This is a novel that is tangentially about the brutal murder of a twenty-five year old woman. In life, Bella Michaels was beautiful and vivacious, the kind of woman who’s killing dominates the news media. Some people reading this description might be tempted to sigh, for crime fiction is full of beautiful young women - often blonde with blue eyes - butchered by violent serial killers. The treatment of women in crime fiction has come in for a lot of criticism over the years, some complaining their portrayal is tittilation, others like the crime writer Val McDermid, arguing it reflects the violence women all too often face. Regardless of where one sits on this argument, reading An Isolated Incident one quickly comes to realise that Bella Michael’s death isn’t actually the novel’s focus at all. Instead, this book can best be seen as a meditation on grief.
An Isolated Incident is told from the perspective of two women: Bella’s sister, Chris, and May Norman, an aspiring crime reporter. Chris is a barmaid at the local pub who’s still deeply in love with her ex-husband, Nate. May works for a website and has persuaded the editor to let her work the Bella Michaels’ story, hoping it will be her big break. As the novel unveils we learn much about both women - that Chris drinks too much and takes men home with her, many of whom leave money on the dresser the morning after; that May has been having an affair with a married man who she’s only just realised will never leave his wife, that she’s bulimic. As May tries to investigate the crime, we also learn that Nate has a conviction for beating up a former partner and is a prime suspect for Bella’s murder.
As indicated, all this is in many ways beside the point. The real power of An Isolated Incident comes from seeing events pan out from Chris’s perspective. Chris and her sister were extremely close and she is devastated by her sister’s death. Through deeply moving and beautifully poetic prose we see this etched out painfully. This is not a depressing tale, though at times it is difficult to read, the sheer emotion of someone so bereft by loss speaking from the page.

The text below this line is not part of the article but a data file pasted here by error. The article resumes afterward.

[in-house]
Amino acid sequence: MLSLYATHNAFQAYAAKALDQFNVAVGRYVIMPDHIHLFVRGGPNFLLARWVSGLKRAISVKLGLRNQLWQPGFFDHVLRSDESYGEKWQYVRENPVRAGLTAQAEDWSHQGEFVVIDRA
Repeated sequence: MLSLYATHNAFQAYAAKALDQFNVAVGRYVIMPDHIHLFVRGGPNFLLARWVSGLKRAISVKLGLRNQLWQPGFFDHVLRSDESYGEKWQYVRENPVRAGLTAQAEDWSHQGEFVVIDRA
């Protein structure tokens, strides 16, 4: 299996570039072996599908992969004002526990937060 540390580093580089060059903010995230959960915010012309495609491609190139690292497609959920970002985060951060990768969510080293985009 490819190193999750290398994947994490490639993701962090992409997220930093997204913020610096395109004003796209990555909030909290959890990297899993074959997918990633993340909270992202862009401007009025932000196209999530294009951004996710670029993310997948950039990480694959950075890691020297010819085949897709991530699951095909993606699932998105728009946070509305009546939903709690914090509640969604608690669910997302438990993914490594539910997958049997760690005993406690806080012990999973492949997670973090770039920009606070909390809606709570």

May Norman is a more ambiguous character than Chris. In some way she is sympathetic, but her journalistic ambitions make her prey on Chris’s vulnerability. She’s not the bloodsucking journalist of cliché, the author is too accomplished a writer to opt for easy stereotypes, but it’s true to say that the media are invasive into the lives of those who suffer tragedy and May, while not as cynical as some of her colleagues, is determined to get the story.
There are other elements to the novel; a light touch of the supernatural, Chris convinced she is hearing from Bella’s spirit, but whether she is or suffering the madness of grief, the reader is left to decide; the small town of Strathdee where the murder takes place is blue collar, the kind of place that in the US might be dismissed as redneck by suburbanites. The misogyny and male chauvinism that both Chris and May face is vividly portrayed.
This is a poignant novel, more an examination of the consequence of violent death, rather than the death itself and subsequent investigation. Indeed, when the killer is revealed it is almost irrelevant, Chris making clear herself that it won’t bring her beloved sister back. Regardless of how one views the violence portrayed in crime fiction, it’s undoubtedly true to say that too few examine the aftermath, the effect such events have on those left behind. An Isolated Incident does this and is well worth a read.
4 out of 5 stars